A blog post by Tara Hart, Co-Chair of HoCoPoLitso Board of Directors
Especially at this time, when the arts are so clearly at risk of losing national support, we are so grateful to live in a community composed of people who value what poet Marilyn Nelson calls “communal pondering” of meaning, who value spacious perspectives.
At the ninth annual Blackbird Poetry Festival, we were dazzled all day by the presence of two important master poets, E. Ethelbert Miller and Tyehimba Jess, who conducted student poetry workshops in the morning, charmed us over lunch, inspired a variety of eager new poets and poetry lovers in a free open reading of many voices, taped a TV interview for our show The Writing Life, and finally, after we squeezed them up into balls and rolled them towards overwhelming questions, we let them have a dinner break and catch their breath before Mr. Jess took the stage for the last time for the Nightbird Reading.
It was my honor to introduce Pulitzer Prize winning poet Tyehimba Jess to the Howard County community. Years ago, at one of the wonderful Dodge Poetry Festivals held bi-annually in New Jersey, Tim Singleton and I and several other HoCoPoLitSo board members did our usual reconnaissance to see who we thought we should invite for you. During one debriefing, I remember Tim saying, “Tyehimba Jess, Tyehimba Jess!” and I said “Yes! I saw him too, he’s amazing. And his name sounds like a song, or a prayer.” And then when we finally did connect with Mr. Jess and he accepted our invitation to come, he said, “HoCoPoLitSo! It sounds like a dance!” So I think this music Jess and HoCoPoLitSo made that evening at Nightbird Reading was meant to be.
Tyehimba Jess is the author of two award-winning books Leadbelly and Olio, and their significance and groundbreaking nature are difficult to convey sufficiently. Olio, the collection of first generation freed voices from the post-Civil War era to World War I does, as those at Found Poetry Review said, “distract you from your preconceived notions about what poetry can be, what it can do, and, ultimately, what you think you know. More than a book (and many reviewers have commented at length about what a fantastic object the book is), Olio is an extended performance, a musical score, and an epic libretto…”
Olio is made up of poems that Mr. Jess directly invites us to read in our own way and in any order (you can read the lines straight across the page, or up one side and down the other). “Weave your own chosen way among these voices,” Jess invites. There are even instructions for turning some of the pages into a sort origami that allow you to make the poems and their meanings three-dimensional. You’ll find interviews, historical documents, lists, and hymns. He faces the chaos of truth, and of our own fickle, diverse, various ways of seeing and not-seeing, and makes it all sing. Truly it is both deconstructive, giving voices back to the silenced, the misunderstood, the invisible, the abducted and it is creative – weaving them back together into patterns and inviting the reader to weave them back in ways that they choose.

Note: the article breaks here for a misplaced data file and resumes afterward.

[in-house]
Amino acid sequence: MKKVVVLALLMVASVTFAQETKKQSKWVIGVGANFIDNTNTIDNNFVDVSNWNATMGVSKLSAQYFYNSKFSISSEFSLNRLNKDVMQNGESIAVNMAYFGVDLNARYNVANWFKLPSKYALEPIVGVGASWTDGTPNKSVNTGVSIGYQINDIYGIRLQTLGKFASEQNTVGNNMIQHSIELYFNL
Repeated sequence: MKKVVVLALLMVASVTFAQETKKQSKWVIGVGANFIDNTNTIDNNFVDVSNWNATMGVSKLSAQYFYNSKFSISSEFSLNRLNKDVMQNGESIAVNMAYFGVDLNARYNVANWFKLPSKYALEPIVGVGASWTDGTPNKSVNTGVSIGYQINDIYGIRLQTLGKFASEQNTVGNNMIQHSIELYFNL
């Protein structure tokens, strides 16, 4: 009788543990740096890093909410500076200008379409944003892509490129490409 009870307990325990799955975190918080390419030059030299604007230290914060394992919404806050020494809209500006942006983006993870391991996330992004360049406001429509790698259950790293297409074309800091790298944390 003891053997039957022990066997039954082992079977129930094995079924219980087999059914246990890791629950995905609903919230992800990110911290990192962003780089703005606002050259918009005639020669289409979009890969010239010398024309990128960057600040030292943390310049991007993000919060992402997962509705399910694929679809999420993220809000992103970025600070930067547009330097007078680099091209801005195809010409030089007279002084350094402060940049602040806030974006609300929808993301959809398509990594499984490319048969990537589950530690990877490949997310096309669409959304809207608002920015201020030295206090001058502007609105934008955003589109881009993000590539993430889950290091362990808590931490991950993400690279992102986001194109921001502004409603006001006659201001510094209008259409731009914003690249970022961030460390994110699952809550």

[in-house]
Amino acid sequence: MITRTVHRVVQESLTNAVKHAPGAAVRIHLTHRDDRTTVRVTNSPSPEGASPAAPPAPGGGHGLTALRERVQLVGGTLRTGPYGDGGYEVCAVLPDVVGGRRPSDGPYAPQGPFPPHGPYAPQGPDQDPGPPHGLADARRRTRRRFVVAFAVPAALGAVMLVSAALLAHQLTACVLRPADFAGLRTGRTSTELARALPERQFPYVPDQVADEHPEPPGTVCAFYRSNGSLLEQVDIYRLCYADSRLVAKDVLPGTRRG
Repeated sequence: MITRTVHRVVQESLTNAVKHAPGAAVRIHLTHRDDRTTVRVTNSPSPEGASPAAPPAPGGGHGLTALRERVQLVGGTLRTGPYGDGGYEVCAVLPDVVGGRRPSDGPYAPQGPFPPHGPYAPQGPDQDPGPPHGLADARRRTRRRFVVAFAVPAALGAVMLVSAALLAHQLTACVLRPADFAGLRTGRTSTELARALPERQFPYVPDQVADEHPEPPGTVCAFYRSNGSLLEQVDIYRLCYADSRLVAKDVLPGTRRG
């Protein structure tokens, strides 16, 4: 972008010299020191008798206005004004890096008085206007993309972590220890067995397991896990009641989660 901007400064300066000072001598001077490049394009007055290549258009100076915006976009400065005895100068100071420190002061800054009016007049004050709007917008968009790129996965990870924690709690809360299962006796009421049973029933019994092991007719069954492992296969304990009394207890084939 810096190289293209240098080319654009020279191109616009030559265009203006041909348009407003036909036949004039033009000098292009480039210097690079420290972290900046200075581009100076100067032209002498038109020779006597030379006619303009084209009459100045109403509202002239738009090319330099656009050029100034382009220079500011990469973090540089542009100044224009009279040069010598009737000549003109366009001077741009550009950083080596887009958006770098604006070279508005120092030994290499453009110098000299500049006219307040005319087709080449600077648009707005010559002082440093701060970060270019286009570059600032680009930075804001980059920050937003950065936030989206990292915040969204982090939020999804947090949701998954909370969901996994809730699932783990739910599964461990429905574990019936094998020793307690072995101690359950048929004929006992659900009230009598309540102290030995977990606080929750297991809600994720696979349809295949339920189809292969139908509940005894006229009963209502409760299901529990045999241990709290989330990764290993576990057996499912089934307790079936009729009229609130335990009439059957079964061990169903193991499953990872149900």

There are even other ways to read the poems – I think they also tell the story of what the poet himself is achieving. Even as the poet breathes life into these people from the past, his words illuminate the impact of his own art. I’m using his words now: They “show the world the gut meaning of grace.” They are “a hurricane of back and forth notes.” They are “the sound of one mallet against history’s pale fist.” They say, “listen to how we’re bound in unison, this is our story I want you to hear.”
In his poems, boxes and trunks packed long ago are opened up, and what we find makes us question everything we thought we knew.
In the collection Leadbelly, the poems ask, “how to weed graveyard from his garden of tongue? What rainbow of prayer to pull between teeth?” They ask how we might find “a place where I can dream drought into rain, pray storm cloud out of spotless sky” or find the hope that “our wondrous oneness exists”? They speak in the voices of women as well as men, and in the voices of the objects we tie our meaning to, like guitars, or streets.
Overall, I agree with Brigit Pegeen Kelly that “It is exhilarating to be invited into a world so large and muscular, so rooted in history, a world where so much is at stake.”
And, finally I must say that the work of Mr. Jess, as well as the Poetry Out Loud program itself, are the two best arguments I know of for sustaining the National Endowment of the Arts, if these tremendous artists and their work are the result of that small investment.